Each file descriptor
can only point to a single file. File descriptors can
be duplicated such that both point to a single file, but a file descriptor
cannot point to two files.
Hence, you have to decide whether stdout points to out.txt or to both.txt,
and similarly with stderr.
Of course, you could use
to replicate output, since it writes its input directly to files (given as
arguments) and to stdout, which you can further redirect.
One such approach, proposed in "How to redirect
stderr and stdout to different files and also display in
((cmd | tee out.txt) 3>&1 1>&2 2>&3 | tee err.txt) &> both.txt
It, however, fails to preserve the order of
stdout and stderr output when writing to both.txt.
This is because once you send
cmd's stdout and stderr to different roads,
you can't guarantee that they will take the same time to traverse it.
More technically: The two Tees are different, concurrent processes, and as
such incur in a
as a result the order of the lines in both.txt is not deterministic.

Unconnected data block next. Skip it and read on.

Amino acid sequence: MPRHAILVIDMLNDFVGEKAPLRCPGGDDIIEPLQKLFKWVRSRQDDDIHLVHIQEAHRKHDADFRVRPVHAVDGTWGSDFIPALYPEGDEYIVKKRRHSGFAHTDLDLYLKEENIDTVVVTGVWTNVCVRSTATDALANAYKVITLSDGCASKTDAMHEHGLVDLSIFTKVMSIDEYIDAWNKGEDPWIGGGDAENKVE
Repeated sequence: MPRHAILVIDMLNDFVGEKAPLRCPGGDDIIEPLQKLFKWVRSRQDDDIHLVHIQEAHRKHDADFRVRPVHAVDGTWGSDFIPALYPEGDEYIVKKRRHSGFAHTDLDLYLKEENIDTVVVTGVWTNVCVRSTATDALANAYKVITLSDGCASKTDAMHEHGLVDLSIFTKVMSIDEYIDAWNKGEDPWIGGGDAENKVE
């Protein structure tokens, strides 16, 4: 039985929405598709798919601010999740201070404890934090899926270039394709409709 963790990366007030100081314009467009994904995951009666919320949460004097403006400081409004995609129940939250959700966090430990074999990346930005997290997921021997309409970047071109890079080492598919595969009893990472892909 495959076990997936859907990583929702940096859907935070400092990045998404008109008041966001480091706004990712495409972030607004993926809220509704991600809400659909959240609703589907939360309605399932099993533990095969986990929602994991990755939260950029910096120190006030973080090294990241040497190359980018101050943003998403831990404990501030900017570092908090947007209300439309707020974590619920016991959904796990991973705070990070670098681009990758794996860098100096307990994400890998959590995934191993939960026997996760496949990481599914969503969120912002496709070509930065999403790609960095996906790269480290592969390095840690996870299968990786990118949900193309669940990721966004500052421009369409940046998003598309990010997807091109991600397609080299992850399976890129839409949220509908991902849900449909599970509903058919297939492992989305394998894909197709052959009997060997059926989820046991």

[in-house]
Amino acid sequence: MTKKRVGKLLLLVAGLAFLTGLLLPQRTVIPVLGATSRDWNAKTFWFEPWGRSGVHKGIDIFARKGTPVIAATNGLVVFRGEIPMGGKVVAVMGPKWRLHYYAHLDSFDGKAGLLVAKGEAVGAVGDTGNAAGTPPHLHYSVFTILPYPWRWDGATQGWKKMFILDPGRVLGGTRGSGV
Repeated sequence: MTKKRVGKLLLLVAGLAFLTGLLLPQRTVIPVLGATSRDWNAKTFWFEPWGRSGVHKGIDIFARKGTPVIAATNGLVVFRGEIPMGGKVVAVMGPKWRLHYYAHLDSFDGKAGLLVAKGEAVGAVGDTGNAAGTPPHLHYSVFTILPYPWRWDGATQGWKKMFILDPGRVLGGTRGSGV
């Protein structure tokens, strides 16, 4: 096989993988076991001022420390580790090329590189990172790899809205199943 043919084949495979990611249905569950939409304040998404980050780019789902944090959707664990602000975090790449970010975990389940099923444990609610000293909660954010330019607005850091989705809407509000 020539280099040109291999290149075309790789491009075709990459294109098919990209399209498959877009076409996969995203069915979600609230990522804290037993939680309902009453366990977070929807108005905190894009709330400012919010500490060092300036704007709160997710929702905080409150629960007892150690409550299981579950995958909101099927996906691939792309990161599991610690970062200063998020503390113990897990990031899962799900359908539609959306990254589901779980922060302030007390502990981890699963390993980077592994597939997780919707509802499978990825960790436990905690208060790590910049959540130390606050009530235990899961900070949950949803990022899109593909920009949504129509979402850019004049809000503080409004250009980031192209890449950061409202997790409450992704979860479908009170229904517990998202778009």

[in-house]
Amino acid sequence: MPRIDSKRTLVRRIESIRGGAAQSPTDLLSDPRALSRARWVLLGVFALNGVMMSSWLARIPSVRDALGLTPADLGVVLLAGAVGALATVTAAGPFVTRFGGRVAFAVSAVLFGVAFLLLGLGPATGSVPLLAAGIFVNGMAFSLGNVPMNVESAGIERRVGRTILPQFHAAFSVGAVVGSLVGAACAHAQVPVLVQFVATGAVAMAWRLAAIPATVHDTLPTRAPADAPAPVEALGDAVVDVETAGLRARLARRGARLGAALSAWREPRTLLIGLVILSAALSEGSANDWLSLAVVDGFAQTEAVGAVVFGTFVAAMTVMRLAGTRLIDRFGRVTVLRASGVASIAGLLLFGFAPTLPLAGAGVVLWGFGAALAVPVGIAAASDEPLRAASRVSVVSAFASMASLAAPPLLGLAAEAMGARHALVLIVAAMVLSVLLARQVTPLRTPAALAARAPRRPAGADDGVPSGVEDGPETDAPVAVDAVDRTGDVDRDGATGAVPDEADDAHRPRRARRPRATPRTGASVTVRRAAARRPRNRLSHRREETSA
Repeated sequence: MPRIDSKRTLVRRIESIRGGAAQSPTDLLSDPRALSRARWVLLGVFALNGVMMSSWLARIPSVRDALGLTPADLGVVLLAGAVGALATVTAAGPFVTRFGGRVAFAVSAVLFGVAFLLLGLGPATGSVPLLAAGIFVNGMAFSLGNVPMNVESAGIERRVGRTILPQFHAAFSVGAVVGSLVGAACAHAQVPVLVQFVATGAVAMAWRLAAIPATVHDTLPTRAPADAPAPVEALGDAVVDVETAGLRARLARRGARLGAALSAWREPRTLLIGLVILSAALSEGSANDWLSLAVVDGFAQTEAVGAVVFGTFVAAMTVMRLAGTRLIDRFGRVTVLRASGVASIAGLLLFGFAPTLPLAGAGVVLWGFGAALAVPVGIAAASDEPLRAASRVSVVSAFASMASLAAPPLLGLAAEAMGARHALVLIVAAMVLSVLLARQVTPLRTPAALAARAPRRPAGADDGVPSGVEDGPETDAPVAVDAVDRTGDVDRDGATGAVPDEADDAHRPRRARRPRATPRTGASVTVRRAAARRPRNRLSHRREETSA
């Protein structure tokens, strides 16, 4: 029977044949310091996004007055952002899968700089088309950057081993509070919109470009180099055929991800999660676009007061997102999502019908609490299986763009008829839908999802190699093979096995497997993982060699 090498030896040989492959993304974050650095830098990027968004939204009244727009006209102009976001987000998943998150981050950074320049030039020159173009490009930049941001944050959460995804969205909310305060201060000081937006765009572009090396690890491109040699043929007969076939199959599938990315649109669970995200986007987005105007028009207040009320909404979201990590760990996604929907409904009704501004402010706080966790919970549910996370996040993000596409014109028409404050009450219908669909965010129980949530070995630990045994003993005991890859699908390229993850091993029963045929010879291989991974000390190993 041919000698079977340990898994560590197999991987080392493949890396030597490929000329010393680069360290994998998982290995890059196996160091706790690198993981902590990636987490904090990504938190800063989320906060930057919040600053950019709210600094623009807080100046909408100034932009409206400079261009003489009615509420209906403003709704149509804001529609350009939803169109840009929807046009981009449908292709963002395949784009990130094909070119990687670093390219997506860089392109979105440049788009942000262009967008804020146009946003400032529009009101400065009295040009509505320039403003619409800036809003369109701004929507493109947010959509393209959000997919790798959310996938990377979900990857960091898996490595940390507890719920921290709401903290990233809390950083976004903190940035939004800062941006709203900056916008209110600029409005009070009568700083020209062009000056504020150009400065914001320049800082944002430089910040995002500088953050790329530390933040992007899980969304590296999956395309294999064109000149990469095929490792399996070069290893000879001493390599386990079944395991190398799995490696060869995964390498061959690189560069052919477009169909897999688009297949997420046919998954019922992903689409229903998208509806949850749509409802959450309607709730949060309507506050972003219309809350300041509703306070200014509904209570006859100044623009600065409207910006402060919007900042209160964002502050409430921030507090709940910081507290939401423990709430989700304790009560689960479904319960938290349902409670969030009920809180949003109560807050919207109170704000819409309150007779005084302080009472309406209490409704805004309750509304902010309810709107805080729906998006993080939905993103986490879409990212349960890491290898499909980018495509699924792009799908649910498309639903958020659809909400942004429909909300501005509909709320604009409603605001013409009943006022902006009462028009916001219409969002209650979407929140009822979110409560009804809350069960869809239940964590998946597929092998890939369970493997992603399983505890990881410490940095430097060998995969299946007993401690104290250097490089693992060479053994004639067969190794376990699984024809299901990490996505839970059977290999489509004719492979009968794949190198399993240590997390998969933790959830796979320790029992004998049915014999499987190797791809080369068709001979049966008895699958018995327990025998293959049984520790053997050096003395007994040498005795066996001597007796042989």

Your proposed trick with Zsh
MULTIOS also fails to address this issue,
since, as documented,
it does essentially the same thing:
the shell opens the file descriptor as a pipe to a process that copies
its input to all the specified outputs, similar to tee, provided the MULTIOS
option is set, as it is by default.
Unfortunately, although piping both stdout and stderr to another program
preserves the line order for both.txt, the program then couldn't tell them
apart in order to write out.txt and err.txt. I.e., in
cmd 2>&1 | filter
filter only has a notion of its stdin; the information of whether this or that
line "came from"
cmd's stdout or stderr is completely lost.
The only reliable and feasible solution I see is to edit the program's source
code so as to insert information in its output that shows which lines are
stdout and which are stderr (e.g. by prepending "E:" to stderr and "O:"
to stdout). Too bad it is cumbersome and not scalable.